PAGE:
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[Journal Articles]

Mark W. Grinstaff

Associate Professor
Boston University
CAS Chemistry
590 Commonwealth Ave.
Boston, MA 02215
Office: (617) 353-2500
Email: mgrin
http://people.bu.edu/mgrin

Biography

RESEARCH INTERESTS:

*Biodendrimers  
*Interfacial Biomaterials

CURRENT FOCUS:

*Biodendrimer Ophthalmic Corneal Sealant
*Biodendrimer Drug Delivery Vehicles
*Amphiphiles for Gene Delivery

The Grinstaff Group pursues highly interdisciplinary research in the areas of biomedical engineering and macromolecular chemistry. The major goal in these research projects is to elucidate the underlying fundamental chemistry and engineering principles and to use that insight to direct our creative and scientific efforts. In one of our current research projects, we are designing, synthesizing, and characterizing novel dendrimers, termed “biodendrimers,” for tissue engineering and biotechnological applications. Currently, we are evaluating these novel biomaterials for the repair of corneal lacerations, for the delivery of anti-cancer drugs, for the delivery of DNA, and as temporary biodegradable scaffolds for cartilage repair. In a second project, we are creating novel polymeric coatings termed “interfacial biomaterials” that control biology on plastic, metal, and ceramic surfaces. In a third project, we are designing electrochemical-based sensors/devices using conducting polymer nanostructures and specific DNA structural motifs

Dendrimers are globular monodisperse polymers composed of branched repeating units emitting from a central core. We are synthesizing, characterizing, and evaluating a new class of dendritic polymers termed "Biodendrimers." These dendrimers are comprised of building blocks known to be biocompatible or degradable in vivo to natural metabolites. We have reported the synthesis of these macromolecules using either a divergent or convergent strategy. The introduction of biocompatible building blocks augments the favorable physical properties of dendrimers, and facilitates the design and development of new materials for drug delivery and tissue engineering applications.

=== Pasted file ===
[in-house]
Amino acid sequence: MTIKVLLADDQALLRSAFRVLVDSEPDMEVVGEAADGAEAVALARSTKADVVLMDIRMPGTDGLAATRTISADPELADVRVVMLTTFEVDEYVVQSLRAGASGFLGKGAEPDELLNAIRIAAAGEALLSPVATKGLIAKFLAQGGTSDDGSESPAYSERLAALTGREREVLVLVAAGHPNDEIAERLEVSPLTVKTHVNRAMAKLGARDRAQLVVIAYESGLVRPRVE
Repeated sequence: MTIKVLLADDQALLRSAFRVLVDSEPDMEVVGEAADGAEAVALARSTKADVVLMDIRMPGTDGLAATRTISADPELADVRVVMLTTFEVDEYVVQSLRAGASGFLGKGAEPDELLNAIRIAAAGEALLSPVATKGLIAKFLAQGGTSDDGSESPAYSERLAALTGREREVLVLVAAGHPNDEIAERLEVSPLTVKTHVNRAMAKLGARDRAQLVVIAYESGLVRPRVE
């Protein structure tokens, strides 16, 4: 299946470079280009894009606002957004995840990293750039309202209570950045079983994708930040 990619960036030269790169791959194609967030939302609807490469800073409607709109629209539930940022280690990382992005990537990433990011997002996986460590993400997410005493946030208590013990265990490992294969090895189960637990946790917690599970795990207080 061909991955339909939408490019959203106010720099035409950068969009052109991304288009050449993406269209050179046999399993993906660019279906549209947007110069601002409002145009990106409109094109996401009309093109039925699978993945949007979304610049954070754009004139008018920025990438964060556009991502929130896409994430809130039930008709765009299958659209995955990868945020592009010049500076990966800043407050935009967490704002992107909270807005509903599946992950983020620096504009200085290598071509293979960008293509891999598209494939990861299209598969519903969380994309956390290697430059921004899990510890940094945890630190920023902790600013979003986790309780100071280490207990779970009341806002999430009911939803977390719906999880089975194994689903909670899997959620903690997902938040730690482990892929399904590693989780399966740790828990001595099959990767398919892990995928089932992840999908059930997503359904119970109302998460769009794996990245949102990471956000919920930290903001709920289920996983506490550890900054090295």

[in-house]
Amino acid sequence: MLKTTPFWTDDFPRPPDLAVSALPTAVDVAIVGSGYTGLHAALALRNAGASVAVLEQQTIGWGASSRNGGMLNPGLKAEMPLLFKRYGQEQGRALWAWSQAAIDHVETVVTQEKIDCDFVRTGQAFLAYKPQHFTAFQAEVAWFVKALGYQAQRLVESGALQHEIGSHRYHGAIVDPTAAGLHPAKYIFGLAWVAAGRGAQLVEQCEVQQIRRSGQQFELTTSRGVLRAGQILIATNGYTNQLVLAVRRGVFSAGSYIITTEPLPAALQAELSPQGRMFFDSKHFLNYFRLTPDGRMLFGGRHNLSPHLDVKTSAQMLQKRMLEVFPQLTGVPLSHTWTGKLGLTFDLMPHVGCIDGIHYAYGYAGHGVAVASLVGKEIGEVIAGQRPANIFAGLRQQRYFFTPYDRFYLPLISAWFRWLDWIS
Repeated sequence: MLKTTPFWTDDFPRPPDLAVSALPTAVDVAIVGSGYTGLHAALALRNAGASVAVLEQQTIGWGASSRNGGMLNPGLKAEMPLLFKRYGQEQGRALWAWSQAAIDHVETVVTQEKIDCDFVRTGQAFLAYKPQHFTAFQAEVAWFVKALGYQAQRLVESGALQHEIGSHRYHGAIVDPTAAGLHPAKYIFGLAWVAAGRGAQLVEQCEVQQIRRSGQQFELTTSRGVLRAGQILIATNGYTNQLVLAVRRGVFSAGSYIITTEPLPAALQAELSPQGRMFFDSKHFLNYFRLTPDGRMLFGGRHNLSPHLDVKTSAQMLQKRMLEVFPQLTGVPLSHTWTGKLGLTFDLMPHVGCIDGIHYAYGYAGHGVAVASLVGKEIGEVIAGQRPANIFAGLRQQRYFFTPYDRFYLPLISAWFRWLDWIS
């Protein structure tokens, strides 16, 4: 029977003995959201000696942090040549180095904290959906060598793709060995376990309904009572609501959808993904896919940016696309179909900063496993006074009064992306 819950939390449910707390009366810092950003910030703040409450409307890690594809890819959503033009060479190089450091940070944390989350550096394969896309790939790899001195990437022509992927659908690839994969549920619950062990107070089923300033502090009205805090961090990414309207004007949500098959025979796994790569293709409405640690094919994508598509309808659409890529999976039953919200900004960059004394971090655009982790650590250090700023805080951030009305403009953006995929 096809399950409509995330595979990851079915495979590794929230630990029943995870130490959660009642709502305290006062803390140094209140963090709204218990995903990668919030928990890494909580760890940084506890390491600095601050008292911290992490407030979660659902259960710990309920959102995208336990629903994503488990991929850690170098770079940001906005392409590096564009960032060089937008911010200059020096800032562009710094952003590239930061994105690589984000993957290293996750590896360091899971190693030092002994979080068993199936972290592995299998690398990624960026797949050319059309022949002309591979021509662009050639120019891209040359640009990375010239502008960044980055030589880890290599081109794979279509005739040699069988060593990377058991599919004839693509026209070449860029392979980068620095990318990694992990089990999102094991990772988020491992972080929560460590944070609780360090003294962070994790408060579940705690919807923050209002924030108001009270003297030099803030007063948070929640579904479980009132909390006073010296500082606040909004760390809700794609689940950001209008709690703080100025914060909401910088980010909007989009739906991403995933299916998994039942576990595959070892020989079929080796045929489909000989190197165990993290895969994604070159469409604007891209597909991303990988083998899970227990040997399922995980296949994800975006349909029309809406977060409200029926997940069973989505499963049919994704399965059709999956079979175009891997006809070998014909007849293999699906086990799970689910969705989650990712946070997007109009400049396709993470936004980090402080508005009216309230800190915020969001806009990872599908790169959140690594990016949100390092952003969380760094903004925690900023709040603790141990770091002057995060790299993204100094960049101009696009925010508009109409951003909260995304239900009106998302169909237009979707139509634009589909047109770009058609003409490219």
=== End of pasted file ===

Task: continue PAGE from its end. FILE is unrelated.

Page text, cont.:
In the extracellular matrix, chemical cues are present that control all aspects of cell biology. These surface-bound and soluble factors provide the necessary adhesion and signaling for normal cellular activity, and without such matrix support, the cells will apoptose. Implanted medical device surfaces lack the molecular features that provide guidance to the surrounding cells to afford optimal in vivo integration and function. Controlling the interface between the material and biological realms that occurs at the surface of these devices would have important implications for a range of medical technologies from sensors to orthopaedic implants. To achieve these goals we have developed a non-covalent coating, which we have termed an Interfacial Biomaterial (IFBM) that can direct biological processes at the interface between the surfaces of synthetic and biological materials. The approach entails identifying specific and high affinity adhesion peptides via phage display technology, and then, via chemical synthesis, assembling two or more peptides with known adhesion domains to create a multi-functional interfacial biomaterial. These multi-functional materials are amenable to coating and patterning techniques suggesting their use for applications ranging from proteomics to tissue engineering. In addition to cell adhesive coatings, we have recently reported cell-repellent or cytophobic coatings, and the use of these coatings to reduce the adhesion of two distinct mammalian cell lines and pathogenic Staphylococcus aureus strains. Interfacial biomaterials are new coating materials that provide a strategy to regulate biological processes at the critical interfacial site between two similar or dissimilar materials or biologics.

Journal Articles

38.) P. N. Bansal, N. S. Joshi, V. Entezari, B. C. Malone, R. C. Stewart, B. Snyder, and M. W. Grinstaff, "Cationic contrast agents improve quantification of glycosaminoglycan (GAG) content by contrast enhanced CT imaging of cartilage," Journal of Orthopaedic Research, May 2011, pp. 704-209

37.) X. Zhang, C. A. Prata, J. A. Berlin, T. J. McIntosh, P. Barthelemy, and M. W. Grinstaff, "Synthesis, characterization, and in vitro transfection activity of charge-reversal amphiphiles for DNA delviery," Bioconjugate Chemistry, Vol. 22, 1 April 2011, pp. 690-699